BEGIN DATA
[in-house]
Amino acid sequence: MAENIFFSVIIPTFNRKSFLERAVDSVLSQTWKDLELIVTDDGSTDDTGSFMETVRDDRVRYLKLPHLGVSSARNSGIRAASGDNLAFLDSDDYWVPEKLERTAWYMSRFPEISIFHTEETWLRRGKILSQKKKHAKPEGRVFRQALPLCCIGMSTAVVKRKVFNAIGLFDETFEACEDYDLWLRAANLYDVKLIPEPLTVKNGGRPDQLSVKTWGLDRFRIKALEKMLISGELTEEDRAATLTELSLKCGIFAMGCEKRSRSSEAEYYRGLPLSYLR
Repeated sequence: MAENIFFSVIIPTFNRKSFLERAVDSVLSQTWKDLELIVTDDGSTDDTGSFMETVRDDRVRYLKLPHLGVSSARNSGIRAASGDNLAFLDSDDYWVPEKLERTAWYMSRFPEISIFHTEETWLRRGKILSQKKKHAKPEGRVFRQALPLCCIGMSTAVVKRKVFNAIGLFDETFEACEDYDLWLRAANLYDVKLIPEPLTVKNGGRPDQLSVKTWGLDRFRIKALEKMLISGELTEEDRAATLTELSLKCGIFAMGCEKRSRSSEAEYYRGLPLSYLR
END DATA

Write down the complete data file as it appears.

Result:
[in-house]
Amino acid sequence: MAENIFFSVIIPTFNRKSFLERAVDSVLSQTWKDLELIVTDDGSTDDTGSFMETVRDDRVRYLKLPHLGVSSARNSGIRAASGDNLAFLDSDDYWVPEKLERTAWYMSRFPEISIFHTEETWLRRGKILSQKKKHAKPEGRVFRQALPLCCIGMSTAVVKRKVFNAIGLFDETFEACEDYDLWLRAANLYDVKLIPEPLTVKNGGRPDQLSVKTWGLDRFRIKALEKMLISGELTEEDRAATLTELSLKCGIFAMGCEKRSRSSEAEYYRGLPLSYLR
Repeated sequence: MAENIFFSVIIPTFNRKSFLERAVDSVLSQTWKDLELIVTDDGSTDDTGSFMETVRDDRVRYLKLPHLGVSSARNSGIRAASGDNLAFLDSDDYWVPEKLERTAWYMSRFPEISIFHTEETWLRRGKILSQKKKHAKPEGRVFRQALPLCCIGMSTAVVKRKVFNAIGLFDETFEACEDYDLWLRAANLYDVKLIPEPLTVKNGGRPDQLSVKTWGLDRFRIKALEKMLISGELTEEDRAATLTELSLKCGIFAMGCEKRSRSSEAEYYRGLPLSYLR